Does teacher quality differ within and between countries, and how are measures of teacher quality related to instructional alignment and instructional time in mathematics?
Fourth-grade classroom data from the IEA’s Trends in Mathematics and Science Study (TIMSS) 2015 revealed that although measures of teacher quality were only weakly related to one another, countries with more variation along one dimension (for example, experience) also have high variation along other dimensions (such as education, or readiness to teach math topics). Measures of teacher quality were not strong or consistent predictors of instructional alignment or time, suggesting that primary school teachers’ preparation to teach mathematics may have limited influence on classroom opportunity to learn.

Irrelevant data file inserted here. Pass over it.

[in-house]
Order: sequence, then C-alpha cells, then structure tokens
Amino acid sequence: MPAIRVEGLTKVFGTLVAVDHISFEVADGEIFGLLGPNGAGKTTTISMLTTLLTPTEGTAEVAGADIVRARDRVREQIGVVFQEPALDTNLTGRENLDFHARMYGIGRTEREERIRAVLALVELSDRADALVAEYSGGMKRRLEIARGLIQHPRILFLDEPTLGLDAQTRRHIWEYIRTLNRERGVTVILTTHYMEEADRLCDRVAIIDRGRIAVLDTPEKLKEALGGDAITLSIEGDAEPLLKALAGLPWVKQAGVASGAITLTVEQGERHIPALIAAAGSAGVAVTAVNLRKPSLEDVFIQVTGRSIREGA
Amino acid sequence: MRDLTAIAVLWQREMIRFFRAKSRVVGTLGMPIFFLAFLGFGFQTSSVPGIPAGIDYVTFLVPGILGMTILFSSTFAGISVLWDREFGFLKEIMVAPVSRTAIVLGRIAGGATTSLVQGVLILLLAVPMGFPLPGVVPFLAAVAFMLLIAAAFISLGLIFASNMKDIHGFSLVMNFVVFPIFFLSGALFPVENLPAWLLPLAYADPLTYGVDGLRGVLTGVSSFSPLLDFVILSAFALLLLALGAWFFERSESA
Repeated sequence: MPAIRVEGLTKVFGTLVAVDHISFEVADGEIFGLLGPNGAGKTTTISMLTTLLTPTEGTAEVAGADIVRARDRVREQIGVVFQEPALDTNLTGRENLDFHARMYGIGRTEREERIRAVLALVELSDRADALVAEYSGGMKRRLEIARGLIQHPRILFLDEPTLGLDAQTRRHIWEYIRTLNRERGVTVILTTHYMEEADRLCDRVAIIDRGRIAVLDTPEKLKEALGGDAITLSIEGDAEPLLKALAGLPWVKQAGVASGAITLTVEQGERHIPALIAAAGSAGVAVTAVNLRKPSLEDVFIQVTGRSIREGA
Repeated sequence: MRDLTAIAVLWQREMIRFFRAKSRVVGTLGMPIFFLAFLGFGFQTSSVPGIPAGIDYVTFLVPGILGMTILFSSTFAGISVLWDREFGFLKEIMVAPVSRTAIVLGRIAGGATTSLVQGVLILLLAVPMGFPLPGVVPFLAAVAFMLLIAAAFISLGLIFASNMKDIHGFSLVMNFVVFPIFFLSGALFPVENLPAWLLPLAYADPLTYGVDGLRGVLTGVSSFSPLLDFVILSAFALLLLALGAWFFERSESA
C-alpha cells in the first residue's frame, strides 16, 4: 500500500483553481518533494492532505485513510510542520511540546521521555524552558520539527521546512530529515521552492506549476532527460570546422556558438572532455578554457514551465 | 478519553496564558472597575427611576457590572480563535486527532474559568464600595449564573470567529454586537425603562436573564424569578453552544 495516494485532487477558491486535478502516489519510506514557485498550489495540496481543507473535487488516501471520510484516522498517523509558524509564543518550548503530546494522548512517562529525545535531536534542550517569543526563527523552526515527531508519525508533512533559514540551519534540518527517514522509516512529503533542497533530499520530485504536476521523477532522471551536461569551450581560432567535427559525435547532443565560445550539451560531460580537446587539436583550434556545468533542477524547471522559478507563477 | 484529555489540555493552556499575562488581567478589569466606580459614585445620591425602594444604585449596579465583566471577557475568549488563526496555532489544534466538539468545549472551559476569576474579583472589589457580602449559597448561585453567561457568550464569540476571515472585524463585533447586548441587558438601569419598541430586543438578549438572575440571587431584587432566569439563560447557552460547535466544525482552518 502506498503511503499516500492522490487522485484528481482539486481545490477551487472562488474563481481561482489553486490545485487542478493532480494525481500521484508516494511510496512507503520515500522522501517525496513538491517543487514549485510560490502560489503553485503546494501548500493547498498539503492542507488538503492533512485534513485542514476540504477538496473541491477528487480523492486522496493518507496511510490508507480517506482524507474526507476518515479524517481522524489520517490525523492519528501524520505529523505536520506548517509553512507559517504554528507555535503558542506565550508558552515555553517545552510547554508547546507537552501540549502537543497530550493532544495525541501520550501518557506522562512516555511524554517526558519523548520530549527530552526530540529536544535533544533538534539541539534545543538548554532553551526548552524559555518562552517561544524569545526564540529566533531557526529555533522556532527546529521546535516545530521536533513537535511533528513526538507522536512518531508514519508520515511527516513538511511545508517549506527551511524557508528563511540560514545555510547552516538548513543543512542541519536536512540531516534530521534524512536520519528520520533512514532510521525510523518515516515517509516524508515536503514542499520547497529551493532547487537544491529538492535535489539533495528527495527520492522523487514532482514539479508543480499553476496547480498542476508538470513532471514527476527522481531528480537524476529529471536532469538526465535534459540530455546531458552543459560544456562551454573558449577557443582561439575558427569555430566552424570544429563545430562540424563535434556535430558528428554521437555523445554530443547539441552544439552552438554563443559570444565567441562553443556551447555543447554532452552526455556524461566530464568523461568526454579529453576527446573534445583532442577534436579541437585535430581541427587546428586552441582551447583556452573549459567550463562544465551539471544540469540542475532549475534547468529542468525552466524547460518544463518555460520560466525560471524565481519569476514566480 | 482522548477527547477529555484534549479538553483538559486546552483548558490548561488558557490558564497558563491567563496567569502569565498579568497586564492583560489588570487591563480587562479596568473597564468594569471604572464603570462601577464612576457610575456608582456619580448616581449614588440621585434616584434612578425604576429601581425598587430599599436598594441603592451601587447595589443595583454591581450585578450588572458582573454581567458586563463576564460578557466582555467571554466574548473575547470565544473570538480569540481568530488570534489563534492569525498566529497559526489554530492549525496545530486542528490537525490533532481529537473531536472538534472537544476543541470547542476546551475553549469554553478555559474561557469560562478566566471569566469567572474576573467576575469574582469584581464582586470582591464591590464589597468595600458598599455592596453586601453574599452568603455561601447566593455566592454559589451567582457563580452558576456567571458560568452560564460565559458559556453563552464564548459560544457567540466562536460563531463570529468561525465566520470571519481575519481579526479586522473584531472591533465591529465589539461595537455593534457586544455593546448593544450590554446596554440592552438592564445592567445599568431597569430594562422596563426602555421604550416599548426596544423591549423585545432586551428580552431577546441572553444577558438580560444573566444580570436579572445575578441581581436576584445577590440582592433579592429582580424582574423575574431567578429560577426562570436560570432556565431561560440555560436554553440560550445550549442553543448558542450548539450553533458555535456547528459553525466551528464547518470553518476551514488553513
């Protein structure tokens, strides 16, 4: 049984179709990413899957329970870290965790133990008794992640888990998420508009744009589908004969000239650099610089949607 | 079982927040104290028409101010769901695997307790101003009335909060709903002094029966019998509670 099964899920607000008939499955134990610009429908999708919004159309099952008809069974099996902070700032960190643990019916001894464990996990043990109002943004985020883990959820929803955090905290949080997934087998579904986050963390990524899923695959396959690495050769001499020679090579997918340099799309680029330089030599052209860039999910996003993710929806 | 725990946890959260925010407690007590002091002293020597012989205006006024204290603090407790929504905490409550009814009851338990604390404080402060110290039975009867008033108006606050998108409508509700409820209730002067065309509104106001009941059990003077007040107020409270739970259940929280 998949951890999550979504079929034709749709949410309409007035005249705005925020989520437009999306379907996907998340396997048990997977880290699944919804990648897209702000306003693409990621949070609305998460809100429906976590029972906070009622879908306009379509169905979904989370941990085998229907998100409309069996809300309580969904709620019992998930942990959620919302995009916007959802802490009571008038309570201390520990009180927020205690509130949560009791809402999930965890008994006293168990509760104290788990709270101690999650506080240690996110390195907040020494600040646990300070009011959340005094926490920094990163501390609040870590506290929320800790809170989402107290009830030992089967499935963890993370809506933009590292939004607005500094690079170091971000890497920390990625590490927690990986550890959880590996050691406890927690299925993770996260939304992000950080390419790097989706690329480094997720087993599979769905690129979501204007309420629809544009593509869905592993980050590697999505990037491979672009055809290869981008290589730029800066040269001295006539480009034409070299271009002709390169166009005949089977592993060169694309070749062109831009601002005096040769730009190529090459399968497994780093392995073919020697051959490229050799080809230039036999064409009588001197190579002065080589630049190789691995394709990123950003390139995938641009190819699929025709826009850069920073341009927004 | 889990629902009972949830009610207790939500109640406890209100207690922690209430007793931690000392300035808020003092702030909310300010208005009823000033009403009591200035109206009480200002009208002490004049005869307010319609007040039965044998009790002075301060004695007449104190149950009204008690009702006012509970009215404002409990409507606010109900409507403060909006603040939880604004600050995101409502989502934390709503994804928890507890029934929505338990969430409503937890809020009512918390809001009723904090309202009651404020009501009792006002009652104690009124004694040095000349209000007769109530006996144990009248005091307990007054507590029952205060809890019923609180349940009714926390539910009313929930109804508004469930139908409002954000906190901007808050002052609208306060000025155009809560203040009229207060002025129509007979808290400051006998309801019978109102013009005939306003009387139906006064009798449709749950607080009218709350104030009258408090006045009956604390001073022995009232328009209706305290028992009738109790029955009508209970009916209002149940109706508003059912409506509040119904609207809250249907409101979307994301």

Crucially, in many countries, disadvantaged students have (by some measures) higher quality teachers. Teacher collaboration and school expectations of instructional behavior merit further research, and the influence of principals and other teachers may have a strong impact on educational outcomes. Policymakers should focus their efforts on improving their systems of teacher preparation.
IEA's new policy brief, by Nathan Burroughs and Amita Chudgar (Michigan State University), investigates this.